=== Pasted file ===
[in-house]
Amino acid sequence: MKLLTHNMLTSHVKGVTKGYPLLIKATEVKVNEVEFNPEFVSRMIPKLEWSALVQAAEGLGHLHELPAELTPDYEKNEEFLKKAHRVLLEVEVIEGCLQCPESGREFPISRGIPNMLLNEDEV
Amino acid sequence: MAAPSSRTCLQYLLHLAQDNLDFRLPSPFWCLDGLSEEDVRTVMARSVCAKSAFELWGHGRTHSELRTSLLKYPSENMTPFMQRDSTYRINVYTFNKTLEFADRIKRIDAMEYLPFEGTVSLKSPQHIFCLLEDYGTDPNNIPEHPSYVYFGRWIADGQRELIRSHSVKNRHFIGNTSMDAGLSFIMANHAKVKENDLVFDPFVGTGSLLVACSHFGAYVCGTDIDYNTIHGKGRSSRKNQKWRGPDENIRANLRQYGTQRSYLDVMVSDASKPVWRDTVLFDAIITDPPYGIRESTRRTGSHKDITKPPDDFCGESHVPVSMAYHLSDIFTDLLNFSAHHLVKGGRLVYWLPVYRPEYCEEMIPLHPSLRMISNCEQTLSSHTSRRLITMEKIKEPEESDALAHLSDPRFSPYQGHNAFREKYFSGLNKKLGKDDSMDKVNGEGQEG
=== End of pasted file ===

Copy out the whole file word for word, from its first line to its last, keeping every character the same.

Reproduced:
[in-house]
Amino acid sequence: MKLLTHNMLTSHVKGVTKGYPLLIKATEVKVNEVEFNPEFVSRMIPKLEWSALVQAAEGLGHLHELPAELTPDYEKNEEFLKKAHRVLLEVEVIEGCLQCPESGREFPISRGIPNMLLNEDEV
Amino acid sequence: MAAPSSRTCLQYLLHLAQDNLDFRLPSPFWCLDGLSEEDVRTVMARSVCAKSAFELWGHGRTHSELRTSLLKYPSENMTPFMQRDSTYRINVYTFNKTLEFADRIKRIDAMEYLPFEGTVSLKSPQHIFCLLEDYGTDPNNIPEHPSYVYFGRWIADGQRELIRSHSVKNRHFIGNTSMDAGLSFIMANHAKVKENDLVFDPFVGTGSLLVACSHFGAYVCGTDIDYNTIHGKGRSSRKNQKWRGPDENIRANLRQYGTQRSYLDVMVSDASKPVWRDTVLFDAIITDPPYGIRESTRRTGSHKDITKPPDDFCGESHVPVSMAYHLSDIFTDLLNFSAHHLVKGGRLVYWLPVYRPEYCEEMIPLHPSLRMISNCEQTLSSHTSRRLITMEKIKEPEESDALAHLSDPRFSPYQGHNAFREKYFSGLNKKLGKDDSMDKVNGEGQEG